Anatomy of the brain
What is the brain?
Your brain is the most complex organ in your body. It consists of over 100 billion specialized nerve cells called neurons and it acts as a command centre for everything you do, think, sense and say. These neurons depend on the blood vessels in your brain for oxygen and nutrients. Neurons cannot duplicate or repair themselves.
Different parts of the brain control different functions. When someone has a stroke, the functions that are affected depend upon which area of the brain was damaged and how much damage occurred. Learning what the different parts of the brain do can help you understand why the effects of stroke can be so different among different people.
What are the parts of the brain?The brain is divided into three areas, the brain stem, cerebellum and cerebrum:
The brain stem sits at the base of the brain and connects to the top of your spine. It maintains important body functions such as breathing, swallowing, digestion, eye movement and your heartbeat. Strokes in the brain stem are often fatal, but when they are not, they affect many of these functions.
The cerebellum is located at the bottom of the brain, at the back of your head. It is attached to the back of the brain stem, and looks like a miniature brain. It helps control some automatic responses and behaviours, simple movements such as picking up a small object, and more complicated tasks such as balancing. A stroke in this part of the brain could cause a lack of coordination, clumsiness, shaking or other movement disorders.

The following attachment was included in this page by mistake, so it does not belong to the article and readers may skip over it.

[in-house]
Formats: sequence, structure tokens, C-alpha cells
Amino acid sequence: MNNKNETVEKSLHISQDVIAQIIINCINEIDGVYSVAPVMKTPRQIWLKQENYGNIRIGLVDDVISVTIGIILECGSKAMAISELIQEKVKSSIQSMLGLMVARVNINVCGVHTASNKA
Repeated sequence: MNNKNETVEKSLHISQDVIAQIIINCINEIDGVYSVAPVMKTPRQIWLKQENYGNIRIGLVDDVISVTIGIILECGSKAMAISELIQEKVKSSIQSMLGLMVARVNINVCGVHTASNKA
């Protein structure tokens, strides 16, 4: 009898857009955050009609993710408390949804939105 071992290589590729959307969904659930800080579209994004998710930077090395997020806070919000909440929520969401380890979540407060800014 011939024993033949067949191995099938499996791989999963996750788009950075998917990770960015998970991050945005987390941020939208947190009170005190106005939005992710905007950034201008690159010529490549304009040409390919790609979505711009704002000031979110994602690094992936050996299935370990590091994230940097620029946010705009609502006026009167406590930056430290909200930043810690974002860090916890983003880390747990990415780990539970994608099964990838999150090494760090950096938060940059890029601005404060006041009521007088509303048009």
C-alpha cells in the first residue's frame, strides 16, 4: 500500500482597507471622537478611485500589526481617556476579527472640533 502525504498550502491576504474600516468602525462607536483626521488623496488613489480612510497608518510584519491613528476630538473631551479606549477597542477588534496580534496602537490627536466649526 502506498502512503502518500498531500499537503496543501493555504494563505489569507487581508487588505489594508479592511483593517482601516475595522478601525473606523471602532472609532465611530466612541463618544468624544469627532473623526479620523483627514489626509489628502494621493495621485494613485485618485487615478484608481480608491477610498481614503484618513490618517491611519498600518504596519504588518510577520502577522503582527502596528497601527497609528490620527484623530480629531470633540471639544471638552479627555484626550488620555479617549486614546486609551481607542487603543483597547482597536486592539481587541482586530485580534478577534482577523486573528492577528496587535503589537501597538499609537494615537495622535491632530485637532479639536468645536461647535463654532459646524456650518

Also known as the "thinking brain," the cerebrum is the main, bulky part of your brain. This is where thinking and muscle control occurs. The cerebrum is made of two halves or hemispheres. Each hemisphere is divided into portions called lobes.
Usually, one of these hemispheres is slightly more developed and is called the dominant side. The dominant side is where written and spoken language is organized. In almost all of us, the left hemisphere is dominant even if you are right handed. Because the nervous system is set up in a cross-over design, the right side of your brain controls the left side of your body, and vice versa.
The lobesThe entire cerebrum is made up of two layers. The outermost layer is called the cerebral cortex (gray matter). The cortex is deeply wrinkled and three of the deepest folds are used to artificially divide the hemispheres into four distinct areas or lobes.
Frontal lobe: In each hemisphere, the frontal lobe is responsible for movement (motor functions). A stroke in the right side of the frontal lobe will affect your ability to move the left side of your body, and vice versa.
Parietal lobe: Behind the frontal lobe lies the parietal lobe. It is concerned mainly with sensory activities, such as receiving and interpreting information from all parts of the body. A stroke to the parietal lobes in the right hemisphere can cause agnosia, which means you can feel, see and hear, but may not be able to understand what you are perceiving. In other cases, a condition called neglect may develop. People with neglect have many sensory problems on the stroke-involved side of the body. As a result, they may ignore everything on that side.
Temporal lobe: The temporal lobe controls hearing and memory and is also involved with auditory perception. Strokes in the temporal lobe of the dominant hemisphere (usually the left hemisphere) can cause a speech disorder known as Wernickes aphasia. Memories are stored in the inner part of the temporal lobe. Unless both the left and right lobes are damaged, memory loss after stroke is usually only temporary.
Occipital lobe: The occipital lobe lies at the back of the head and is responsible for vision. A stroke in the left occipital lobe may result in losing the right side of your vision. Damage to the right occipital lobe can cause vision loss on your left side. In both cases, the eyes are functioning normally and the problem lies with the brain's ability to process information from the eyes.
Last reviewed: April 2011.